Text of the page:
As a child of Southern California, Disneyland is in my DNA.

My mother grew up in Pasadena, which isn't Anaheim, but close enough. One of my second cousins worked there as a liaison for visiting foreign dignitaries. To say I was obsessed with the place growing up would be an understatement. We visited almost every summer of my young adolescence. I haven't been back since my senior grad night in 2000, but no matter how black my aging heart gets, those memories remain close to it.

Perhaps that's why I've been intrigued by Salem's Enchanted Forest ever since moving to Portland eight years ago. Like Disneyland, the small, fairy tale-themed amusement park in the woods off I-5 is a monument to the man who conceived it, landscape artist Roger Tofte—except that Tofte practically built the place with his own hands in the '70s.

Until recently, I had never gotten around to visiting. But when I did, I found a place taking more than a little inspiration from the expensive playground of my youth.

(Henry Cromett)
(Henry Cromett)
(Henry Cromett)
(Henry Cromett)

If you love Fantasyland, you'll like…Storybook Lane.

Fantasyland is the part of the Magic Kingdom intended specifically for its youngest visitors and loved by its most stoned teenagers. It's where they put all the rides based on the classic Disney films—which are, of course, mostly adaptations of fairy tales and children's books—and while it's meant for little kids, surely more than one zonked hippie has jumped out of their car on the Alice in Wonderland ride to take a hit off the animatronic caterpillar's hookah. (My uncles allegedly did this.) Storybook Lane has the same idea, but God help anyone who thinks it'd be fun to get ripped and skip through this land of enchantment. The first things you see after passing through its version of Sleeping Beauty Castle is a Humpty Dumpty sculpture that looks like a coked-out Roger Ailes, Little Miss Muffet getting sexually harassed by a spider with the face of an old hobo, and a deeply unsettling vignette of Hansel and Gretel.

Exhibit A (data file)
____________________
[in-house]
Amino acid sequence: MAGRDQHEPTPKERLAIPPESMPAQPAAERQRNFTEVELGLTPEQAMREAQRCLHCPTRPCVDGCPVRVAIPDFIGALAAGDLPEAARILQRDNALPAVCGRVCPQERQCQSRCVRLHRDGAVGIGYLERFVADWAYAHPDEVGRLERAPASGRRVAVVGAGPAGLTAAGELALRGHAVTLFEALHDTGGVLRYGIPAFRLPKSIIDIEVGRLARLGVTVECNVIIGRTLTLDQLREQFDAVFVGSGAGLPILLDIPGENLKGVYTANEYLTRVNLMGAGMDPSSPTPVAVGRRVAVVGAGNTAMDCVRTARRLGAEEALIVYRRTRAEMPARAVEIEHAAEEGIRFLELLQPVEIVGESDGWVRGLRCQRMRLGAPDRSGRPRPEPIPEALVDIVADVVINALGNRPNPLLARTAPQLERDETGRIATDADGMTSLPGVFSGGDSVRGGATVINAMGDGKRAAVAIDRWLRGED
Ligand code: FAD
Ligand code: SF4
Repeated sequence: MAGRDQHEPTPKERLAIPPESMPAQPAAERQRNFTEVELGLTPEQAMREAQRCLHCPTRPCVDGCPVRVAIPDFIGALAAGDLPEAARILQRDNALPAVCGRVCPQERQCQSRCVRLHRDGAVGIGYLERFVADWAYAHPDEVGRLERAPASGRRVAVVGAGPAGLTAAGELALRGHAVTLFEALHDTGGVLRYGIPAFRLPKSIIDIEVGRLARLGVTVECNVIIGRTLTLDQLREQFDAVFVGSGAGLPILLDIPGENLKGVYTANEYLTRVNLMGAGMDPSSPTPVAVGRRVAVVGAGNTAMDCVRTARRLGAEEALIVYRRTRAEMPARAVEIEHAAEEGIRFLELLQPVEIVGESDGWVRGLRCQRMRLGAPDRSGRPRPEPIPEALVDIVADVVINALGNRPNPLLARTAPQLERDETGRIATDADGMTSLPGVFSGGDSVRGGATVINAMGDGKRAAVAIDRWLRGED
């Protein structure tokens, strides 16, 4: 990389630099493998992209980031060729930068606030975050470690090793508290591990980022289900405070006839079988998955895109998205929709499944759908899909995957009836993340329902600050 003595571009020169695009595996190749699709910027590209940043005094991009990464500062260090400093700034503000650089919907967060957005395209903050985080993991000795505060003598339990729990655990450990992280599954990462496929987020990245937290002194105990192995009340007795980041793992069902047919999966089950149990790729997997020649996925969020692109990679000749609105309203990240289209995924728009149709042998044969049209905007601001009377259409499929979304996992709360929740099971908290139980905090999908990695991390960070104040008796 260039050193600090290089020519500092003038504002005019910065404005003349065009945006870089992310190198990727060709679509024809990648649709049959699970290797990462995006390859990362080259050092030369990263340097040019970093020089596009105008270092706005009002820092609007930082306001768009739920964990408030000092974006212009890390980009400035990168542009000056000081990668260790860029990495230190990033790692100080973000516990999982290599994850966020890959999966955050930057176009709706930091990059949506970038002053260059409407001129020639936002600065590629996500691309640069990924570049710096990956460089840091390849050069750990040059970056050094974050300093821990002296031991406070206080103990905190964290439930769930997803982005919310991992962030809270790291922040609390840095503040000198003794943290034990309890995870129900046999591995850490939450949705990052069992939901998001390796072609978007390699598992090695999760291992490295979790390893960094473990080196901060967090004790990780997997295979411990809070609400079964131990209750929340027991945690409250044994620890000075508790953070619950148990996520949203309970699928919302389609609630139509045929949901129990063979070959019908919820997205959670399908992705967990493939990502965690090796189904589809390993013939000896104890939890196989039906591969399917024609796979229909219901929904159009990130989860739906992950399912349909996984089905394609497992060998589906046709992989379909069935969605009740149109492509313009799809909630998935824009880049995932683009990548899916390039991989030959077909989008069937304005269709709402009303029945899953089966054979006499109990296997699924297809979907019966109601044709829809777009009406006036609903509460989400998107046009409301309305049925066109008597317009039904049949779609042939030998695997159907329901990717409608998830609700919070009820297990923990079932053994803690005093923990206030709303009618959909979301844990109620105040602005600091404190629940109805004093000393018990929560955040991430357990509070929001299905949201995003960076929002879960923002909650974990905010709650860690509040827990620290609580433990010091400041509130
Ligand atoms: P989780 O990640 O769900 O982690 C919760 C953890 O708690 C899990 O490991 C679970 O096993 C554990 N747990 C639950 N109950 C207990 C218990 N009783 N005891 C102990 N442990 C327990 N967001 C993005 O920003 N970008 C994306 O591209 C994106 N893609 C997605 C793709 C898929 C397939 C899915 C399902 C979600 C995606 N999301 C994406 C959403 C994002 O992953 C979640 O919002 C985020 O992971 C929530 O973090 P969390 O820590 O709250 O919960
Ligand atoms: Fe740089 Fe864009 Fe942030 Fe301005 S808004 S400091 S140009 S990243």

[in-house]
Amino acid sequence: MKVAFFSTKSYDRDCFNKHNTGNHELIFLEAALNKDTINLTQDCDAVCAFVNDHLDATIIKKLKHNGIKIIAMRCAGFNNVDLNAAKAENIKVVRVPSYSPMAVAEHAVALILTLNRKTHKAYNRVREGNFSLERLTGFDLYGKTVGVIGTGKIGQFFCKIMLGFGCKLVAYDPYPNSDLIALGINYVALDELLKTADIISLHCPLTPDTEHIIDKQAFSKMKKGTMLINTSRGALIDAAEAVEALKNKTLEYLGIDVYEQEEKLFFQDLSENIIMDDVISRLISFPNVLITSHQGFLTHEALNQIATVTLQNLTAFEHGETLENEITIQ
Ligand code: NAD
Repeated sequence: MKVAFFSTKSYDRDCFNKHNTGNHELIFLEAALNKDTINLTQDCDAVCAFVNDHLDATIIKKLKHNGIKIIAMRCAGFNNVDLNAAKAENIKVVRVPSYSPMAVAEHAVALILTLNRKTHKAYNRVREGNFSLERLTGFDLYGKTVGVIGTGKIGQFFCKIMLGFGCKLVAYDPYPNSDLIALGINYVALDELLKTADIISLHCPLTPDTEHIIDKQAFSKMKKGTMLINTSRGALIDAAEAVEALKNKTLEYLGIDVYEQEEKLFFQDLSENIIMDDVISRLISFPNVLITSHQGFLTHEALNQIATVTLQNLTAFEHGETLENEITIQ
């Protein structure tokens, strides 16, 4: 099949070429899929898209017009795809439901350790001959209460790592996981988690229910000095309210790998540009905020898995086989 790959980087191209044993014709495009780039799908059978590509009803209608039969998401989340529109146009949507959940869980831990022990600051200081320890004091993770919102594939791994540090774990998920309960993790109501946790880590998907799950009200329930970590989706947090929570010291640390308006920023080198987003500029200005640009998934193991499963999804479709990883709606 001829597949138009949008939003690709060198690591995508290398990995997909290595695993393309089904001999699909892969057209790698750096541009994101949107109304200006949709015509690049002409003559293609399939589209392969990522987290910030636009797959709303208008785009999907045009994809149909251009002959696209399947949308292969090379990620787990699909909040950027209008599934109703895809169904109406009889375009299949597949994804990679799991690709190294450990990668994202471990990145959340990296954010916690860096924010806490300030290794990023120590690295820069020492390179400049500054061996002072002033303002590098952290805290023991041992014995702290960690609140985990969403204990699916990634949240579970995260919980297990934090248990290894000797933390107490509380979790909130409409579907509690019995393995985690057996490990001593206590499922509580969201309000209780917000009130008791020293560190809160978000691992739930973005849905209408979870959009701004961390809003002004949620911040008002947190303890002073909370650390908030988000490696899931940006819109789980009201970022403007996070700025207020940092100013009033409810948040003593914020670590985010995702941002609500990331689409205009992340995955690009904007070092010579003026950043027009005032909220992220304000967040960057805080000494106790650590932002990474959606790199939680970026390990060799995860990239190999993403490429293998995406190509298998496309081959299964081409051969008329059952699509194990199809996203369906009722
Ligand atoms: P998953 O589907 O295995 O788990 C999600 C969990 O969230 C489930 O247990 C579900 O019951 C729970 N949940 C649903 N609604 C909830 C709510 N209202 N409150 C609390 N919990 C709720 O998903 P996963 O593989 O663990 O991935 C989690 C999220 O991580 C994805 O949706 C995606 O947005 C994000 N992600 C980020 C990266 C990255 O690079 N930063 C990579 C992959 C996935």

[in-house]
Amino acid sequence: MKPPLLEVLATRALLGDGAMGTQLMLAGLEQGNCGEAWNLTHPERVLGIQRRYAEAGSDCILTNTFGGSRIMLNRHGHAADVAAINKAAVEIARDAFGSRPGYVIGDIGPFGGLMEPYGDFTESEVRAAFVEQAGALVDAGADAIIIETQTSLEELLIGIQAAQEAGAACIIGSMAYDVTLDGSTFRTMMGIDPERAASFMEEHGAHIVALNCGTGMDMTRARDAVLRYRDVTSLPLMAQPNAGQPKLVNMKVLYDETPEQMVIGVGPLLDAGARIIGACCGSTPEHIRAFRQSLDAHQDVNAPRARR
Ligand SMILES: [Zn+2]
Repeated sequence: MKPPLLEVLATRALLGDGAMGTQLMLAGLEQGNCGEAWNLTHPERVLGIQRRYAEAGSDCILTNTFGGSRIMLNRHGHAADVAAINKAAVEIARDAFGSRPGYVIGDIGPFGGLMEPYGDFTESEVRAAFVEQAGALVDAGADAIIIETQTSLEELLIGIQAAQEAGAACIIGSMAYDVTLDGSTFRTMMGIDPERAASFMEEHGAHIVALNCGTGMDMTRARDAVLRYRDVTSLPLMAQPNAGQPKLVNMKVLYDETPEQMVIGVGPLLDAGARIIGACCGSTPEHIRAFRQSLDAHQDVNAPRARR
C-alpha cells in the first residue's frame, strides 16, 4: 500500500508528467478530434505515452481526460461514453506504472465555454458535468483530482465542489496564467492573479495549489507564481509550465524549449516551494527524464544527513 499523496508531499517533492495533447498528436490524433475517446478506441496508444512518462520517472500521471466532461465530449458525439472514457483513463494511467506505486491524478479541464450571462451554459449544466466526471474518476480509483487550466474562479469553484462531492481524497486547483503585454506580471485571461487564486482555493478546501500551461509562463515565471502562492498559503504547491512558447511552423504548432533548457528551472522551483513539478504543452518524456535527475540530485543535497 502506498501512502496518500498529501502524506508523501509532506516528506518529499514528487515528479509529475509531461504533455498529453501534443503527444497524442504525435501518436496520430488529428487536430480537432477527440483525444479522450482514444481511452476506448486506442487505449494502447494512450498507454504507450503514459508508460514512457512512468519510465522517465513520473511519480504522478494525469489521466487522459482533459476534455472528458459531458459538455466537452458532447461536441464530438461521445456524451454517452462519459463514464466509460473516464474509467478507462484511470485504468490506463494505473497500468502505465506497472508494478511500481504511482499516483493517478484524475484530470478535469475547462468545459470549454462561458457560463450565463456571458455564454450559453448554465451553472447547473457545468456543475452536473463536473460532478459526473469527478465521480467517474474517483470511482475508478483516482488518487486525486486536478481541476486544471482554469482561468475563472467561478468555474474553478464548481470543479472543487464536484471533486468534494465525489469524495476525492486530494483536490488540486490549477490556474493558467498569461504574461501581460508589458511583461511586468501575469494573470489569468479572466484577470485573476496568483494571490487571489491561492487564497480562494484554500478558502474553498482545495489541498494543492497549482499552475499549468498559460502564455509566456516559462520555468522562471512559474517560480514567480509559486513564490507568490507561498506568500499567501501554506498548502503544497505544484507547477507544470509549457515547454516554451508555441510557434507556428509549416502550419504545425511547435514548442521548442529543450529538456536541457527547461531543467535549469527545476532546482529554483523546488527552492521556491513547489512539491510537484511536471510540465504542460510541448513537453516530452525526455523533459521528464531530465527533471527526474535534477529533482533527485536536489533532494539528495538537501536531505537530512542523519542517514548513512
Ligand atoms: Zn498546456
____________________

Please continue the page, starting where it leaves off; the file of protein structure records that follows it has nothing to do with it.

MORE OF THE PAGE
And that's before you encounter the terrifying Witch's Castle—literally a haggard witch's face where you enter through her mouth and slide down through her hair. Wherever you go, you hear composer Susan Vaslev's sprightly score, which is like the "It's a Small World" theme in its crazy-making repetition, except you can't get away from it. It's a bad trip waiting to happen, man.

(Henry Cromett)
(Henry Cromett)

If you love Haunted Mansion, you'll like…Haunted House.

Probably could've imagineered the concept a little harder, Mr. Tofte. Why not a haunted condominium? Or, since it's located in the park's Western-themed village, a haunted saloon, maybe?

Instead, it's just a plain, weather-beaten three-story Craftsman home, with no real story beyond "there's spookiness a-transpirin'!" The production value is somewhere between a county fair and FrightTown, relying on hydraulic-powered jump-scares you hear before you see whatever Halloween-store demon they're attached to. But it does steal a few nifty tricks from the world's most famous supernatural manor, including portraits whose eyes trace your movements, objects that seem to float in midair and a wisecracking disembodied head. (He's "the head of the household," get it?!)